The Risks of Trading in the World Money Market
Leverage, which means borrowing money to trade, is the number one risk to your portfolio when trading in money markets. Success on the foreign currency exchange market means having to trade in large sums, because profits are made at exchange-rate differences of only fractions of a cent.
After you’re approved for trading, customers are given a set amount or allowance on which they can trade on margin. A common starting allowance for trading on margin is 5 percent, which means that if you put $100,000 in the bank, you’re allowed to execute transactions of up to $2 million.
When trading at those high margin levels, even a minor mistake can wipe out your entire deposit.
You also face a number of different kinds of risk, including market risk, exchange risk, interest rate risk, counterparty risk, volatility risk, liquidity risk, and country risk.
All traders and investors face market risk. Basically, market risk is comprised of changes in price that adversely impact your trade or investment. Market risk is in play from the moment you enter into a foreign currency exchange position until the moment you exit it. The foreign exchange rate can change any time during that period.
Foreign exchange traders take on exchange risk the moment they buy or sell a foreign currency. Every time you take on a new foreign exchange position, you’re immediately exposed to the potential that the exchange rate will move against your position, making it worth less than when you bought it. In only a matter of seconds, a profitable transaction can turn into an unprofitable one.
Interest rate risk
Foreign exchange positions can change in value not only because of the exchange rate but also because of the currency’s underlying interest rate. Whenever a country’s central bank (think Federal Reserve) raises or lowers the underlying interest rate for its currency, the impact on any positions you’re holding in that country’s currency can be a major one.
In the currency trading world, a counterparty is the other entity involved in a transaction — a bank or banker, a broker, or another trader. When you buy a currency option or execute a forward transaction, you risk the possibility that the counterparty to your transaction won’t be able to meet his, her, or its obligations.
Whenever you buy the option through an exchange, rather than directly from the counterparty, this risk is not a factor. When that happens, you run into additional replacement costs, because you’re forced to enter into another currency transaction to meet your own foreign currency needs.
The key to avoiding this kind of risk is entering into contracts with known entities that have high credit ratings. Additionally, you need to investigate whether the counterparty with which you’re trading has had any problems with regulators, insolvency, or questions of ethical conduct. One good place to begin your investigation is the consumer protection section of the CFTC.
When evaluating a company, you first need to consider its credit risk. You can find credit rankings for many major banks at the Standard & Poor’s website. You can research a company’s creditworthiness by investigating the standards it uses when providing credit to its customers.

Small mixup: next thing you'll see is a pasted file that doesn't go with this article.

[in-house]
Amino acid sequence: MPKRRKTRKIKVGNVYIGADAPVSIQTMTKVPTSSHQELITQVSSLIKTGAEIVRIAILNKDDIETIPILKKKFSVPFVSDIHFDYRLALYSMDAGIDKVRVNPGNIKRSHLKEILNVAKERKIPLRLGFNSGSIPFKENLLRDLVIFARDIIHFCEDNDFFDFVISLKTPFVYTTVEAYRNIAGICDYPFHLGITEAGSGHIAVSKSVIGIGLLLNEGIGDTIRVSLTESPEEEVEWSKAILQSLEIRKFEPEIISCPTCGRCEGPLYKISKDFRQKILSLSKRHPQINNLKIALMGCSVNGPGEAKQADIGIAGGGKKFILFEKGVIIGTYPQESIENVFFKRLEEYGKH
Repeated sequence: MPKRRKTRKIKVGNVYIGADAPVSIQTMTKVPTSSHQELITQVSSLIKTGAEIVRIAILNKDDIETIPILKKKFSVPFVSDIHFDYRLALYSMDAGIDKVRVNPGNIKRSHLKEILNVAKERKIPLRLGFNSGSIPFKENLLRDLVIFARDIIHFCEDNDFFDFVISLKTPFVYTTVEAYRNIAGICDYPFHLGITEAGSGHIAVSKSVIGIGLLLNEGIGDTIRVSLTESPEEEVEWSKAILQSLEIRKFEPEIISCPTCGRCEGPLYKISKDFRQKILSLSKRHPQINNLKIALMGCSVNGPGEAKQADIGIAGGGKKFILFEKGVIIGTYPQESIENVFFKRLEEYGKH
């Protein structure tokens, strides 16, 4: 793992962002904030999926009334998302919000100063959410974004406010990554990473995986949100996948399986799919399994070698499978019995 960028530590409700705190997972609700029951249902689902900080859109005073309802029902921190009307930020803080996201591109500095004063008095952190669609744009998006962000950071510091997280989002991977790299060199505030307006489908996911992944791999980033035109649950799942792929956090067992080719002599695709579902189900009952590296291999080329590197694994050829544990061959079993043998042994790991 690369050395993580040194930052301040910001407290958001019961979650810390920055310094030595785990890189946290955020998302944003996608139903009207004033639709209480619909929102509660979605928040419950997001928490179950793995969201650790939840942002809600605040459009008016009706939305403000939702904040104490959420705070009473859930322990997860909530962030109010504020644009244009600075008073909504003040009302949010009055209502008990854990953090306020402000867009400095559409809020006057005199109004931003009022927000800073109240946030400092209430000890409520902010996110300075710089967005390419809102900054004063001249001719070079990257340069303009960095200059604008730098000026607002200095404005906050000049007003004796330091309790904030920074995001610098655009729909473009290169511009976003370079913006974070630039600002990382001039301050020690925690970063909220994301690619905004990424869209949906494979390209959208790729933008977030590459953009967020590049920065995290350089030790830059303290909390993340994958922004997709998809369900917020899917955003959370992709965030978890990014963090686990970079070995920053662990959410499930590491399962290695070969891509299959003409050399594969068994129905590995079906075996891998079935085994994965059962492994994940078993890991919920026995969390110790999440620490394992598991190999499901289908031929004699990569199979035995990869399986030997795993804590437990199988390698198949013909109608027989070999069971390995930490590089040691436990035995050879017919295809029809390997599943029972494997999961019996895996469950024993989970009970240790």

Volatility risk relates to the possibility of rapidly changing exchange rates that can impact your positions in foreign currencies. Currency prices can change thousands of times per day. Options on currencies are valued according to volatility and underlying changes in the prices of the respective currencies.
If a trader sees an increase of 100 percent in volatility, or a doubling of volatility, then the price of the option can increase 5 percent to 10 percent. If you’re trading on credit, which is highly likely, your bank or broker can reevaluate the credit it’s extending to you whenever it sees a dramatic increase in the volatility of your holdings.
Liquidity risk is a factor if you decide to trade in less active currencies, it can become a factor when you’re unable to sell a currency you hold at the expressed time you want the sale to take place, especially when the market for that currency is not active. You can avoid liquidity risk by buying currency options or futures on an exchange.
Country risks come in several different varieties, all of which you need to consider whenever you trade in foreign currencies. Among those aspects are
Political risk: This variety relates to the political stability of the country in whose currency you’re trading. Although there haven’t been any recent seizures of commercial assets by any nations, it has happened in the past. If you trade in currencies of countries that are at risk of possible destabilization, the currency you buy can become worthless if the country changes political leaders.
Regulation risk: This variety relates to what can happen after you establish a position in a country’s currency. Its government can change its regulations, and in effect, put restraints on the ownership established by your position in the currency and by the position of your counterparty — and that can get messy.
Legal risk: This variety relates to which country has jurisdiction to rule on a contract if your counterparty happens to default. Unfavorable contract law in the host country of your counterparty can end up determining that the contract is invalid or illegal, and you can lose your position. Be sure that you understand from whom you’re buying and under which country’s laws any disputes will be settled.
Holiday risk: This variety relates to the possibility that the country in whose currency you’re trading has different religious, political, or governmental holidays that can shut down trading in that currency right when you need the money. Be sure you know the holiday schedules for the countries in whose currencies you trade.